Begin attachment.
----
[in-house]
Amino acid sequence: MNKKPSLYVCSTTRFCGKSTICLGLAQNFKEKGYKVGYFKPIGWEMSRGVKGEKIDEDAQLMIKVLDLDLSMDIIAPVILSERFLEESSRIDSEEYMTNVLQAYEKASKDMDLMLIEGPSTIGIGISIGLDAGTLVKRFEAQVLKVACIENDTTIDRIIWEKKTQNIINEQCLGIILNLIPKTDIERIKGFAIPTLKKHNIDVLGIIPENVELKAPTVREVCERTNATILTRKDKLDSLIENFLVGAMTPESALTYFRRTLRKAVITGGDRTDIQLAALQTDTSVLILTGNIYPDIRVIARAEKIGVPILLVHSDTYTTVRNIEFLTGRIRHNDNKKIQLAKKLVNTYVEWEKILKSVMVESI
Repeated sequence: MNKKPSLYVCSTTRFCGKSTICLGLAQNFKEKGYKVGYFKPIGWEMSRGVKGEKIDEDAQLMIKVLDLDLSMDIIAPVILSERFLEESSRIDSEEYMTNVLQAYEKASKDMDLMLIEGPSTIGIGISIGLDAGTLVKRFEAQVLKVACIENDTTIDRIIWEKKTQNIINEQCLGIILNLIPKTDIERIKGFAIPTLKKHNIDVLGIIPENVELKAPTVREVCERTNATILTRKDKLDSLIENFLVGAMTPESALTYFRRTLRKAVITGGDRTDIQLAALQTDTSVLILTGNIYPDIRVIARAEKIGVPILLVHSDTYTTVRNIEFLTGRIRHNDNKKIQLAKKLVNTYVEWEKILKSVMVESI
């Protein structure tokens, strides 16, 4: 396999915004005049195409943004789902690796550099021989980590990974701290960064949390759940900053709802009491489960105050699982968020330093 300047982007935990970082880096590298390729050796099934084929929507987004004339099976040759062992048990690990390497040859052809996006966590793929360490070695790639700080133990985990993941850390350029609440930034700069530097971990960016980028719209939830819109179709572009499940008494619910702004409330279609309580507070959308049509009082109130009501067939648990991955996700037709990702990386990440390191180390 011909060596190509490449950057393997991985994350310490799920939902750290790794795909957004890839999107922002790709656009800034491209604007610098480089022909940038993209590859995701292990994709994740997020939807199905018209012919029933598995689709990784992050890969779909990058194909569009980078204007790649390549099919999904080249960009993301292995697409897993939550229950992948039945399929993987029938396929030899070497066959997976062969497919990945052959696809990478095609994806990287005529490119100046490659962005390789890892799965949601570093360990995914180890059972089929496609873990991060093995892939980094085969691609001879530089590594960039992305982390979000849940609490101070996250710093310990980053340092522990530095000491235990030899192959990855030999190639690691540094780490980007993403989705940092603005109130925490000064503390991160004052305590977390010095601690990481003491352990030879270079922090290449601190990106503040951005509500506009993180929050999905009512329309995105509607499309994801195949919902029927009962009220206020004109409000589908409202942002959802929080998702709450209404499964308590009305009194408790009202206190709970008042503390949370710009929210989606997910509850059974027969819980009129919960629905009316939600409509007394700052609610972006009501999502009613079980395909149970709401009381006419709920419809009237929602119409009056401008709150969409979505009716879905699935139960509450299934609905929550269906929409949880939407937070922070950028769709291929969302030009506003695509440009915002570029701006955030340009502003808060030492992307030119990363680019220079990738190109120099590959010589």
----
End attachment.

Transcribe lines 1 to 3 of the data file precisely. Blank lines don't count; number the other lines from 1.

[in-house]
Amino acid sequence: MNKKPSLYVCSTTRFCGKSTICLGLAQNFKEKGYKVGYFKPIGWEMSRGVKGEKIDEDAQLMIKVLDLDLSMDIIAPVILSERFLEESSRIDSEEYMTNVLQAYEKASKDMDLMLIEGPSTIGIGISIGLDAGTLVKRFEAQVLKVACIENDTTIDRIIWEKKTQNIINEQCLGIILNLIPKTDIERIKGFAIPTLKKHNIDVLGIIPENVELKAPTVREVCERTNATILTRKDKLDSLIENFLVGAMTPESALTYFRRTLRKAVITGGDRTDIQLAALQTDTSVLILTGNIYPDIRVIARAEKIGVPILLVHSDTYTTVRNIEFLTGRIRHNDNKKIQLAKKLVNTYVEWEKILKSVMVESI
Repeated sequence: MNKKPSLYVCSTTRFCGKSTICLGLAQNFKEKGYKVGYFKPIGWEMSRGVKGEKIDEDAQLMIKVLDLDLSMDIIAPVILSERFLEESSRIDSEEYMTNVLQAYEKASKDMDLMLIEGPSTIGIGISIGLDAGTLVKRFEAQVLKVACIENDTTIDRIIWEKKTQNIINEQCLGIILNLIPKTDIERIKGFAIPTLKKHNIDVLGIIPENVELKAPTVREVCERTNATILTRKDKLDSLIENFLVGAMTPESALTYFRRTLRKAVITGGDRTDIQLAALQTDTSVLILTGNIYPDIRVIARAEKIGVPILLVHSDTYTTVRNIEFLTGRIRHNDNKKIQLAKKLVNTYVEWEKILKSVMVESI